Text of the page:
The Canadian Government must bear the lion’s share of the responsibility

5 Aug 2022
How could this happen in 2022, nearly forty years after we first began working on HIV and AIDS?

In one hour, the International AIDS Conference 2022 will conclude. An event marked by the visa scandal. I do not believe that the responsibility lies exclusively with the Canadian Government but it must take the lion’s share.

It is utterly unforgivable that the host country does not have a system and visas, at least for the delegates, many of whom are scholarship holders and which they financed. The current Government has reacted too little, for some too late....

The International AIDS Society (IAS) should be better suited for the organization of these events. It has been organizing these conferences for decades, this is what it lives on, its bread and butter. A very important role, but it must be done with more aptitude and much better performance and results.

Neither the interlocutors of the host Government, nor the IAS, fully understand what it takes to process a visa. They have a Eurocentric and north-centric outlook: they carry passports that do not need visas, as if there were two privileged worlds with little empathy for people who are victims of consular misunderstandings. And a lot of people seem only to be navel-gazing. So, we guess that little will change for the IAS Conference in Australia next year and in Germany the year after.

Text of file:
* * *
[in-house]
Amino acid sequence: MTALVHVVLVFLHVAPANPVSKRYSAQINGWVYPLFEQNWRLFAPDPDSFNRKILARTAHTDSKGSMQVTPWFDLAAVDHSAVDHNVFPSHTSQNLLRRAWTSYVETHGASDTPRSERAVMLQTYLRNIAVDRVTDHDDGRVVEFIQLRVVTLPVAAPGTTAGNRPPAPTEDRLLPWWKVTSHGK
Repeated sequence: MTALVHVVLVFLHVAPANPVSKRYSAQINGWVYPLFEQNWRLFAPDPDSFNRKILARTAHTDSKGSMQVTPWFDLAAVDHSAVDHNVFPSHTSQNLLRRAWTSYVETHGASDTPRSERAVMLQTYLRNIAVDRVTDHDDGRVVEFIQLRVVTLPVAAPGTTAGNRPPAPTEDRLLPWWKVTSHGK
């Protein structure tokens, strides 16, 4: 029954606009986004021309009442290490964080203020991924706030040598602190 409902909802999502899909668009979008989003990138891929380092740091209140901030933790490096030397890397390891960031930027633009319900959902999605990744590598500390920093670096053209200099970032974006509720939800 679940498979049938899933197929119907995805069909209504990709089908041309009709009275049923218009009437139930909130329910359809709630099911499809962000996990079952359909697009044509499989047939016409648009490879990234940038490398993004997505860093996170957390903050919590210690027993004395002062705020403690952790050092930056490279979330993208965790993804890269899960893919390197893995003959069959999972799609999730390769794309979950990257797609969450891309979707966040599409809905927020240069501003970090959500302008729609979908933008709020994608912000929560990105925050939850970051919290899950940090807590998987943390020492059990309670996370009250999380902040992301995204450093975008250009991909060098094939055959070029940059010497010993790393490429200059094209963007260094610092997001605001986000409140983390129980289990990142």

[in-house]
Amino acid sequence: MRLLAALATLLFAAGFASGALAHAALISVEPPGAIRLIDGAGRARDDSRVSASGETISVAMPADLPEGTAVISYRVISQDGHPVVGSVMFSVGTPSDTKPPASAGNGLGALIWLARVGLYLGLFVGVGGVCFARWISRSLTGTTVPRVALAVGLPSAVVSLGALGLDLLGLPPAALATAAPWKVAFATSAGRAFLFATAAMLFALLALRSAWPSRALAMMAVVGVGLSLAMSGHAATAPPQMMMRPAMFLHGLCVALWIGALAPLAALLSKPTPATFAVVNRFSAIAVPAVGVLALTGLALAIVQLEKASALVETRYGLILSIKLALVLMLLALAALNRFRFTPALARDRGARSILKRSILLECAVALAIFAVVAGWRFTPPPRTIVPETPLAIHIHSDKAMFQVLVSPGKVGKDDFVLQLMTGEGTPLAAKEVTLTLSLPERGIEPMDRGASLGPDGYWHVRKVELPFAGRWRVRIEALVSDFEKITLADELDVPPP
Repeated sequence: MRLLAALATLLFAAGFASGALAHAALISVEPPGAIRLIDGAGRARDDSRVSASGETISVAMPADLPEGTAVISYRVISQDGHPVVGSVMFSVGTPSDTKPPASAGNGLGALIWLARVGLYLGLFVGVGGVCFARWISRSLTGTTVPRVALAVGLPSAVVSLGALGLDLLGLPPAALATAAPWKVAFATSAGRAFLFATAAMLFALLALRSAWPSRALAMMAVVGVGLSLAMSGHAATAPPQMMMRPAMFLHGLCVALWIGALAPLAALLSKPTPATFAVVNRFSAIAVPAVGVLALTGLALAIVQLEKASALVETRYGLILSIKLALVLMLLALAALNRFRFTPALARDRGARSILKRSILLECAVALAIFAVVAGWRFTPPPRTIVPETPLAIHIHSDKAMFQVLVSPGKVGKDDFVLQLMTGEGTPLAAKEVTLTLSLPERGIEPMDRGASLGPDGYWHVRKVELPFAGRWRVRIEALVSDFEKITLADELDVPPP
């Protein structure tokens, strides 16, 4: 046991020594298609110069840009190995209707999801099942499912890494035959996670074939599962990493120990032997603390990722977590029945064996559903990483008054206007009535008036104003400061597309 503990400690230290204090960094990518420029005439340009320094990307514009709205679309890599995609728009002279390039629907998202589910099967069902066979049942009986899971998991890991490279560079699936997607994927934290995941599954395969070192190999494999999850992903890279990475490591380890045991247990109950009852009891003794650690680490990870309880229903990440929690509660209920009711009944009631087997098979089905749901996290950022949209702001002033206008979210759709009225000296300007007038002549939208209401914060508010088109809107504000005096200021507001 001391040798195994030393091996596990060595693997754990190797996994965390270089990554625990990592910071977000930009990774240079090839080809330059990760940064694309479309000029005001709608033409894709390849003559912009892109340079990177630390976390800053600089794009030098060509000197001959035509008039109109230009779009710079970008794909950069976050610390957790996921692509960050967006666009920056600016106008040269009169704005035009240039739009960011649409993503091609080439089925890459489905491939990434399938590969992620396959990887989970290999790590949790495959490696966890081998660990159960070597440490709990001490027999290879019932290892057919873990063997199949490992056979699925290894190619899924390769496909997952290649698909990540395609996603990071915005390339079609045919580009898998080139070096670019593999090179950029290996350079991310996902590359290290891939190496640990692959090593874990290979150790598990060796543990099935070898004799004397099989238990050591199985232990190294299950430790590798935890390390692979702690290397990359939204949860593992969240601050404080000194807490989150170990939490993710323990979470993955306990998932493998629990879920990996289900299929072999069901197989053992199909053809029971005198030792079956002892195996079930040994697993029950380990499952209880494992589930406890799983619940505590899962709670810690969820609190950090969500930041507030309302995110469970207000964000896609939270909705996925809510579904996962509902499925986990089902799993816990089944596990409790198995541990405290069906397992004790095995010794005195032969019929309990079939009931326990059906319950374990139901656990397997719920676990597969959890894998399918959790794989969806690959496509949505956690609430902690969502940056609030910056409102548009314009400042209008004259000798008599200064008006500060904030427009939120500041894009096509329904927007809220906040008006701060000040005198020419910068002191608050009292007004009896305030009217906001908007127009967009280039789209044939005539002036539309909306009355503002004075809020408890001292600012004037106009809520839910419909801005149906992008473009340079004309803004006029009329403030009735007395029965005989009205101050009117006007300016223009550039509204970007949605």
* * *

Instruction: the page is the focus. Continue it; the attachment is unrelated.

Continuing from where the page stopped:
Even though the conference was smaller in size (10,000 to 8,000 participants), the Montreal Conference Center vibrated every day with the necessary energy of activists, the thousands of hugs from people not seen in years, the heated debates in meetings and sessions. And protests, of course.

Some of the many scientific, community and political contributions included discussion on: self-testing strategies that will allow us to urgently reduce the number of new infections; the possibility of using slow absorption and long-lasting injections, probably ready for use as pre-exposure prophylaxis (PrEP); and recent efforts  to raise $18 billion for the Global Fund.

Certainly we won't get any money without the resources to fund new tools, prevention and AIDS-related deaths. All this in the midst of COVID-19 and a global financial crisis over Russia's invasion of Ukraine. There are only six weeks left to get all donors to increase their donations to the Seventh Replenishment.

There is much food for thought, for the future. These conferences have not lost the necessary mystique or magic, much of which is provided by civil society and communities. For those who stayed at home against their will, rest assured that we have made your sacrifice visible. This has just begun. Not a step backwards.

PS: Our gratitude to Canadian civil society

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